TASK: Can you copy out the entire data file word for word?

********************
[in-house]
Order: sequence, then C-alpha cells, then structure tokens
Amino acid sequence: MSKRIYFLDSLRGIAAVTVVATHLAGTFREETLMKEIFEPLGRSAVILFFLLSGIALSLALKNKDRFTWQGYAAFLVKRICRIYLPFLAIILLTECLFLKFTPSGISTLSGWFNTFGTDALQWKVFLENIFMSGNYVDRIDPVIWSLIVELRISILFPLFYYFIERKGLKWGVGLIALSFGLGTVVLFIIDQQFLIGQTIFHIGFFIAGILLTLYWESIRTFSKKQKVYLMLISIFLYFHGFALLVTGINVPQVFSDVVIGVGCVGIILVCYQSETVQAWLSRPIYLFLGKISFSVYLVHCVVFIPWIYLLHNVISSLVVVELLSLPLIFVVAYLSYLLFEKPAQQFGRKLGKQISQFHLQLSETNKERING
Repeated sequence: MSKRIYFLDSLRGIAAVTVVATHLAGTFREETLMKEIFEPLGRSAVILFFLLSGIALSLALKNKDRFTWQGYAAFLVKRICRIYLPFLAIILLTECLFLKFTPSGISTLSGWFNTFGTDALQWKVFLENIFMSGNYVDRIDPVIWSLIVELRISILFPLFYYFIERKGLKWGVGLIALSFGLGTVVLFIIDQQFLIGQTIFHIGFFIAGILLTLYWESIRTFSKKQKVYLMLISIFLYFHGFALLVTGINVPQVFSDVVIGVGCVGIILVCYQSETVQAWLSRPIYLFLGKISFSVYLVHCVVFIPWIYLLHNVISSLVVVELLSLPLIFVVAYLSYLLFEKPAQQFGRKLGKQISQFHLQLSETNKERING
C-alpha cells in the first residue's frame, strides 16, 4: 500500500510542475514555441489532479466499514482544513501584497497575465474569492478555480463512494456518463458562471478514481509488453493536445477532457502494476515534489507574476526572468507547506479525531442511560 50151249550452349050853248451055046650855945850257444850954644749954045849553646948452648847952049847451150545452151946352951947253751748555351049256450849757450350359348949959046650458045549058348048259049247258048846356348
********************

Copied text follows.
[in-house]
Order: sequence, then C-alpha cells, then structure tokens
Amino acid sequence: MSKRIYFLDSLRGIAAVTVVATHLAGTFREETLMKEIFEPLGRSAVILFFLLSGIALSLALKNKDRFTWQGYAAFLVKRICRIYLPFLAIILLTECLFLKFTPSGISTLSGWFNTFGTDALQWKVFLENIFMSGNYVDRIDPVIWSLIVELRISILFPLFYYFIERKGLKWGVGLIALSFGLGTVVLFIIDQQFLIGQTIFHIGFFIAGILLTLYWESIRTFSKKQKVYLMLISIFLYFHGFALLVTGINVPQVFSDVVIGVGCVGIILVCYQSETVQAWLSRPIYLFLGKISFSVYLVHCVVFIPWIYLLHNVISSLVVVELLSLPLIFVVAYLSYLLFEKPAQQFGRKLGKQISQFHLQLSETNKERING
Repeated sequence: MSKRIYFLDSLRGIAAVTVVATHLAGTFREETLMKEIFEPLGRSAVILFFLLSGIALSLALKNKDRFTWQGYAAFLVKRICRIYLPFLAIILLTECLFLKFTPSGISTLSGWFNTFGTDALQWKVFLENIFMSGNYVDRIDPVIWSLIVELRISILFPLFYYFIERKGLKWGVGLIALSFGLGTVVLFIIDQQFLIGQTIFHIGFFIAGILLTLYWESIRTFSKKQKVYLMLISIFLYFHGFALLVTGINVPQVFSDVVIGVGCVGIILVCYQSETVQAWLSRPIYLFLGKISFSVYLVHCVVFIPWIYLLHNVISSLVVVELLSLPLIFVVAYLSYLLFEKPAQQFGRKLGKQISQFHLQLSETNKERING
C-alpha cells in the first residue's frame, strides 16, 4: 500500500510542475514555441489532479466499514482544513501584497497575465474569492478555480463512494456518463458562471478514481509488453493536445477532457502494476515534489507574476526572468507547506479525531442511560 50151249550452349050853248451055046650855945850257444850954644749954045849553646948452648847952049847451150545452151946352951947253751748555351049256450849757450350359348949959046650458045549058348048259049247258048846356348